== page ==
As part of an article I've been working on, I traded some e-mails with Garen Becker from Santa Cruz Bicycles, with the plan to take what I call the SCB Design Philosophy to other companies for comment. After mulling it over, I realized the plan was flawed. What's the point of asking a company that doesn't have a chainstay available (for the bike they sold three months ago) about their vision of supporting said bike ten years from now?
Credit goes from Garen to SCB Product Manager Josh Kissner, a twenty year veteran of the company, and the fact that "over the years the product and design teams came from the bike shops in the first place." Josh spent time in production and then as a rider support rep for years before becoming Santa Cruz's engineering tech. Between Josh, and former shop wrenches working at SCB, being hands on with the product, they weren't willing to produce anything that was difficult to work on. That meant avoiding bandwagon products like the (soon to be dead for MTB?) pressfit bottom bracket, or internal cable routing before they pioneered their internal tunnel system.
"We've committed to holding replacement parts for 10+ years after a model (or version of a model) is discontinued. This means all frame parts: bearings, links, axles, etc. We try to hold front and rear triangles too, but when those run out and we need to support a warranty claim, we'd then move that rider to a newer version. Most riders seem pretty eager to upgrade to a later model, but there have been times when a customer is SET on rebuilding their classic bike so we've supplied CAD drawings so they're able to get the part made at their local machine shop." - Garen Becker, Santa Cruz Bicycles (SCB)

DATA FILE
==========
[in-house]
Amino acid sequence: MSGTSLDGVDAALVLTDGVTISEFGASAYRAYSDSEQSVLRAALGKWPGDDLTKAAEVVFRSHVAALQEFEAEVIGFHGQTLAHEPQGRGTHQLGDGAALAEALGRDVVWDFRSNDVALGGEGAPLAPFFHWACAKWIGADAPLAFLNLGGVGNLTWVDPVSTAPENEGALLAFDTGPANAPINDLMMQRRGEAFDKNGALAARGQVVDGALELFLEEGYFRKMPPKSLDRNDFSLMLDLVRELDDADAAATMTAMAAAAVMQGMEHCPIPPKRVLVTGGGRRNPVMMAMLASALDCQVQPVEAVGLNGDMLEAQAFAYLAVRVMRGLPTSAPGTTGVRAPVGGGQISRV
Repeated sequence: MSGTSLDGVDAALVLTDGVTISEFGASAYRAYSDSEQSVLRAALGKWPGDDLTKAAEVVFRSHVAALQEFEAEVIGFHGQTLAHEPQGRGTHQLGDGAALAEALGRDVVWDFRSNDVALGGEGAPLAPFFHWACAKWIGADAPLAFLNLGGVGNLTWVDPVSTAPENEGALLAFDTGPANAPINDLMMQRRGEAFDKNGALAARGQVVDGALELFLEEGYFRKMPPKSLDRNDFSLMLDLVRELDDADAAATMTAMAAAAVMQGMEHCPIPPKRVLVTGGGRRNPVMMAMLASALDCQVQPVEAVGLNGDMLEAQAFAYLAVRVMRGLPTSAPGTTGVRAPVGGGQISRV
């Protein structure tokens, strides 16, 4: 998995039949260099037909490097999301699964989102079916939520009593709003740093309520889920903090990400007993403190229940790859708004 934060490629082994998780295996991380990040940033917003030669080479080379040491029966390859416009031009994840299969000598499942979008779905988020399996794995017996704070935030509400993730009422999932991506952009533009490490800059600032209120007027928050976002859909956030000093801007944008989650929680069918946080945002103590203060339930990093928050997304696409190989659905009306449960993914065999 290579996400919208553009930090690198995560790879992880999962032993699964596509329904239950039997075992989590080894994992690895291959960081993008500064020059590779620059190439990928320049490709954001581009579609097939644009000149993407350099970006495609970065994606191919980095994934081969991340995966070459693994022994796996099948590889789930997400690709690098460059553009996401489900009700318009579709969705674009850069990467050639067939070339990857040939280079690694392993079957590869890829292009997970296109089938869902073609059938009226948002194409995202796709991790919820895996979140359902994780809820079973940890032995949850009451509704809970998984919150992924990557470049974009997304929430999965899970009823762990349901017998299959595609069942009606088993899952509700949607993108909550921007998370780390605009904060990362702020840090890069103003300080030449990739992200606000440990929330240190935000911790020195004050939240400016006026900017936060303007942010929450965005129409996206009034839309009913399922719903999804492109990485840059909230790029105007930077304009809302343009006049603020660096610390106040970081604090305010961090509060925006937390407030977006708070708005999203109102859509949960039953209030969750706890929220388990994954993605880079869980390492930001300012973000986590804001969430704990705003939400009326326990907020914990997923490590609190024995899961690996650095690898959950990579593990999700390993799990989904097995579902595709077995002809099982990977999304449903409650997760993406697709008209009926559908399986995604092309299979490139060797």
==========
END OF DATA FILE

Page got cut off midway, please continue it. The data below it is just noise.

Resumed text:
There will always folks arguing that Adam would be better served by selling his V3 Nomad. The Reach is too short. The seat tube angle (STA) is too slack. His 2016 was the last year of production for this particular model so this is a six or seven year old rig but it's arguably a design that's now nine model years old. What's the value in something that lasts forever if the new model is significantly improved? But from where I sit looking at the activity of mountain biking I think ten years is a great minimum level of support for anything proprietary whether its a fitting, linkage, frame component of a shock like Fox/Cannondale's DYAD.